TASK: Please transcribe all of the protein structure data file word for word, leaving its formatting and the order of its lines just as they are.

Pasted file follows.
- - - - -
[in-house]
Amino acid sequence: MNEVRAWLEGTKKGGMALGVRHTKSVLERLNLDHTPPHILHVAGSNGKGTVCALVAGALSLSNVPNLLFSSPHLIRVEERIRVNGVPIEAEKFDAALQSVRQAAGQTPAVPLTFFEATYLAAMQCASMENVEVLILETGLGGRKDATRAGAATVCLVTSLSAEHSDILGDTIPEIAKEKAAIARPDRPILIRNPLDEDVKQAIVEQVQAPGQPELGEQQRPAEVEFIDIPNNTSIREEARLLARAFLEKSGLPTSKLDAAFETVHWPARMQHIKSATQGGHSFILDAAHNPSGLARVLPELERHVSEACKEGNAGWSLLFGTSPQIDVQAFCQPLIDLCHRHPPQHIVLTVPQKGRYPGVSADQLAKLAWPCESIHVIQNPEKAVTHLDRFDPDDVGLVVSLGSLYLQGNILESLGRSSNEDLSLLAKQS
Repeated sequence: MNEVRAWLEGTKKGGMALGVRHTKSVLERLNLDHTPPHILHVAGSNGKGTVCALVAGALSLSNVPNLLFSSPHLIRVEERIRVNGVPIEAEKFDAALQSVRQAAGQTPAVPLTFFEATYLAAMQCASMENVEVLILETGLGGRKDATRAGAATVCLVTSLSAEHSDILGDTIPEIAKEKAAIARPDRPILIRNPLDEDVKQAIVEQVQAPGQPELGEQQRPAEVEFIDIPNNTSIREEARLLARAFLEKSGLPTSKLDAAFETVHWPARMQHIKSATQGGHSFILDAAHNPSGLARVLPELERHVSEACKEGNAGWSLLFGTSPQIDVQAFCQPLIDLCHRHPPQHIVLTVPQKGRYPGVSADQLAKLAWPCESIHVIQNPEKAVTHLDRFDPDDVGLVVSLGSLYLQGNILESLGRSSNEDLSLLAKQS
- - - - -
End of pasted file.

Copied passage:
[in-house]
Amino acid sequence: MNEVRAWLEGTKKGGMALGVRHTKSVLERLNLDHTPPHILHVAGSNGKGTVCALVAGALSLSNVPNLLFSSPHLIRVEERIRVNGVPIEAEKFDAALQSVRQAAGQTPAVPLTFFEATYLAAMQCASMENVEVLILETGLGGRKDATRAGAATVCLVTSLSAEHSDILGDTIPEIAKEKAAIARPDRPILIRNPLDEDVKQAIVEQVQAPGQPELGEQQRPAEVEFIDIPNNTSIREEARLLARAFLEKSGLPTSKLDAAFETVHWPARMQHIKSATQGGHSFILDAAHNPSGLARVLPELERHVSEACKEGNAGWSLLFGTSPQIDVQAFCQPLIDLCHRHPPQHIVLTVPQKGRYPGVSADQLAKLAWPCESIHVIQNPEKAVTHLDRFDPDDVGLVVSLGSLYLQGNILESLGRSSNEDLSLLAKQS
Repeated sequence: MNEVRAWLEGTKKGGMALGVRHTKSVLERLNLDHTPPHILHVAGSNGKGTVCALVAGALSLSNVPNLLFSSPHLIRVEERIRVNGVPIEAEKFDAALQSVRQAAGQTPAVPLTFFEATYLAAMQCASMENVEVLILETGLGGRKDATRAGAATVCLVTSLSAEHSDILGDTIPEIAKEKAAIARPDRPILIRNPLDEDVKQAIVEQVQAPGQPELGEQQRPAEVEFIDIPNNTSIREEARLLARAFLEKSGLPTSKLDAAFETVHWPARMQHIKSATQGGHSFILDAAHNPSGLARVLPELERHVSEACKEGNAGWSLLFGTSPQIDVQAFCQPLIDLCHRHPPQHIVLTVPQKGRYPGVSADQLAKLAWPCESIHVIQNPEKAVTHLDRFDPDDVGLVVSLGSLYLQGNILESLGRSSNEDLSLLAKQS